Yes, I like this new trend at Marvel to look back at the origins of some of their classic characters and reinterpret them in a completely new direction. It's a good usage of continuity without just writing a tired rehash of the same stories that were done better a few decades ago.

Those early Stan Lee/Jack Kirby Hulk comics, they were definitely not a superhero comic. The Hulk has very firm roots in the horror genre, although it didn't last very long before Lee decided to try to make the Hulk a lot more sentimental.

Ewing is tapping in to those earliest hints about the direction that the Hulk comic could have gone under Stan Lee, but going somewhere very dark that Lee would have never touched. A sort of Stan Lee meets Alan Moore mysticism.

Hickman's X-Men run has been mining some of that same territory. I don't care what people say, I thought there were some good stories in those first couple of Lee/Kirby X-Men comics.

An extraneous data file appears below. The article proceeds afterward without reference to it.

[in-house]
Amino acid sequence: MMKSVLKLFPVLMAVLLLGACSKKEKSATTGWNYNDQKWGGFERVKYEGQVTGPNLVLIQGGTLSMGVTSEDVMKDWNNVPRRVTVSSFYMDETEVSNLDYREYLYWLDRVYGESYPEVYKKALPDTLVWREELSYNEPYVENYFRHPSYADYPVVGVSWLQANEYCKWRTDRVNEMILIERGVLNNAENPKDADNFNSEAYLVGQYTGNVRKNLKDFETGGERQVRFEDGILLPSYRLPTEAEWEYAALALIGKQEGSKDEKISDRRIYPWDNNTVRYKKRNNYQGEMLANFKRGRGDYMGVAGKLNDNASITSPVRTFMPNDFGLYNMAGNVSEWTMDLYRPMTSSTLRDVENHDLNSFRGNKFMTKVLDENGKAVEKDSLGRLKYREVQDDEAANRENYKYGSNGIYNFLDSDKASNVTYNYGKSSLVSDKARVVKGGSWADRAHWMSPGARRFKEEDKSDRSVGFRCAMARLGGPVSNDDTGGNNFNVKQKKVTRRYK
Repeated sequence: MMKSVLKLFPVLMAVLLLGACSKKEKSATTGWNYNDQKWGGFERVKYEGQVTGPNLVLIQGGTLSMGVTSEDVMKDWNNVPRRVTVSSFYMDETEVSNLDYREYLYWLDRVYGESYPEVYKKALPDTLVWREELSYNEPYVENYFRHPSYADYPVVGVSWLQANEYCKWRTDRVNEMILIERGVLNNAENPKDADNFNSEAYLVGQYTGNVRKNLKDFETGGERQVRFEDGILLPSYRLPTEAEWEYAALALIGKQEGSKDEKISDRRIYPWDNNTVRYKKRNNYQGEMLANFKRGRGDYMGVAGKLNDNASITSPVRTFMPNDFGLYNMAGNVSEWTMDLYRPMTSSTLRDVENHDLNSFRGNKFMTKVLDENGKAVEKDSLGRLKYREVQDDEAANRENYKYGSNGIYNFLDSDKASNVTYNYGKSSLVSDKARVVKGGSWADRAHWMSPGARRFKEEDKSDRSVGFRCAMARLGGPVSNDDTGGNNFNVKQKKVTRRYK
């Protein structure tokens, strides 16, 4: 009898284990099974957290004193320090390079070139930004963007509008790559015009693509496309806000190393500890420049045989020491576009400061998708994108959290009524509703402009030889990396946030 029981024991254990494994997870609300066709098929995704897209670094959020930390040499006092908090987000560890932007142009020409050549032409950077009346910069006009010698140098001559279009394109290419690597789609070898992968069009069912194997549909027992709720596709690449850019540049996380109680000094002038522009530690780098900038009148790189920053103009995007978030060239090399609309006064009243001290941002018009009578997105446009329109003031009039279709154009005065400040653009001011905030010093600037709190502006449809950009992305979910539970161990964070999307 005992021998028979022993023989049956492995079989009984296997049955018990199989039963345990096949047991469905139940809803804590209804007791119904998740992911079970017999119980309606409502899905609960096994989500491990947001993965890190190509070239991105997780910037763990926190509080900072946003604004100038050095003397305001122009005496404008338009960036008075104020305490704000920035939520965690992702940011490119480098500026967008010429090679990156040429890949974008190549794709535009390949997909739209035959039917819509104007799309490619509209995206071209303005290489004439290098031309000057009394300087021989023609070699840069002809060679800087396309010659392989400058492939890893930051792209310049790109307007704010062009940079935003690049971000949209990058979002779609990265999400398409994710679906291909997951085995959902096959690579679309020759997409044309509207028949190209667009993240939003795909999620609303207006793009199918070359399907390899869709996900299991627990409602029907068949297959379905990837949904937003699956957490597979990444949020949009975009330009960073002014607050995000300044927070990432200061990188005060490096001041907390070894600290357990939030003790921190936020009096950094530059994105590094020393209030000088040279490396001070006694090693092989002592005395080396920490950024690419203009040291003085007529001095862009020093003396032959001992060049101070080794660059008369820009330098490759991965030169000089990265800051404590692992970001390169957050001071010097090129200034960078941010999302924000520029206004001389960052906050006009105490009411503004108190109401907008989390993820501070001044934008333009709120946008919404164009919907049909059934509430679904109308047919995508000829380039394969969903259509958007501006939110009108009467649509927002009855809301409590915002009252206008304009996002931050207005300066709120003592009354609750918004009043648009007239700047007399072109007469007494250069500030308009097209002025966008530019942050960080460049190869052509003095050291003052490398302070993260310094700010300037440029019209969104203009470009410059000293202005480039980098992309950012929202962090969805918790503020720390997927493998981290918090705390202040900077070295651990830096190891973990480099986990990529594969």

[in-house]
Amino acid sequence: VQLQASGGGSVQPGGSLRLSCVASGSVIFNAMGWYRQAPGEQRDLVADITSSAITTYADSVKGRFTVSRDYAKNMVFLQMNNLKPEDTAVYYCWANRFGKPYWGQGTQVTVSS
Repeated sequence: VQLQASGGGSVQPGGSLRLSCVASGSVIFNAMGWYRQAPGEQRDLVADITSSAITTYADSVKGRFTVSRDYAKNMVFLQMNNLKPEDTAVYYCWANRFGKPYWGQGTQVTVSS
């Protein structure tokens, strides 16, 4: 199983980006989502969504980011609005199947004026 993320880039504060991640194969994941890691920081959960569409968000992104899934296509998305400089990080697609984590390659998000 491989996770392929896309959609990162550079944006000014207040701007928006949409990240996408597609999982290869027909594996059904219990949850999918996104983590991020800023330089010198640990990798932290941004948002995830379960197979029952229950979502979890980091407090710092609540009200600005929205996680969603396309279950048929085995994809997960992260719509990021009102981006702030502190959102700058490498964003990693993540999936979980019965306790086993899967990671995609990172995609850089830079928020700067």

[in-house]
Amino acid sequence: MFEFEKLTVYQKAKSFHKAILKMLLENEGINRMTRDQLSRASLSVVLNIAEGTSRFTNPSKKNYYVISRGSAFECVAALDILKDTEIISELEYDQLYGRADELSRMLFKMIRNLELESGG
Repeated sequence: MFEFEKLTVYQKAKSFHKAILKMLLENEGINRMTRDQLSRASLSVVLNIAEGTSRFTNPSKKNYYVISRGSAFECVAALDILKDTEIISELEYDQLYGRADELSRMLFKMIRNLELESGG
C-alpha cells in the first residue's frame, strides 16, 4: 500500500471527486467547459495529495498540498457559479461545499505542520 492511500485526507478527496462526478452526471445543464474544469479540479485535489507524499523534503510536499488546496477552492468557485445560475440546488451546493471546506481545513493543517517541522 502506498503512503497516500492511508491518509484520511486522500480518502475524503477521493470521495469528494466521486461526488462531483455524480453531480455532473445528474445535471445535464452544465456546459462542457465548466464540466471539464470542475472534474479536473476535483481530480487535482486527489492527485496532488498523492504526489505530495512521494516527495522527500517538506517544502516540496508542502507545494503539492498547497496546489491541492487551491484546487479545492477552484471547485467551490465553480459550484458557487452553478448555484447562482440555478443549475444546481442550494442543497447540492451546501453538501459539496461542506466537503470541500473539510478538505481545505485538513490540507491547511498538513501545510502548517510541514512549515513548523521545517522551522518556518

That very first issue of X-Men, there's something creepy and unsettling about the mutants when we first meet them. If you were reading that comic in 1963, it would have been a different experience. "Who is this bald guy, calling out to his X-Men? What is this all about?".

Hickman also tapped in to that feeling of weirdness that was there in the first Lee/Kirby X-Men comic, but has also mixed in elements of the character-defining Chris Claremont run and Morrison run, to tell a different story about mutants.

I like how these creators are going back to what Lee (and usually Kirby) gave us on the comic page, before Lee really figured out what he was doing in creating a superhero universe, and backed away from some of the ideas from the collective unconscious that he seemed to be tapping.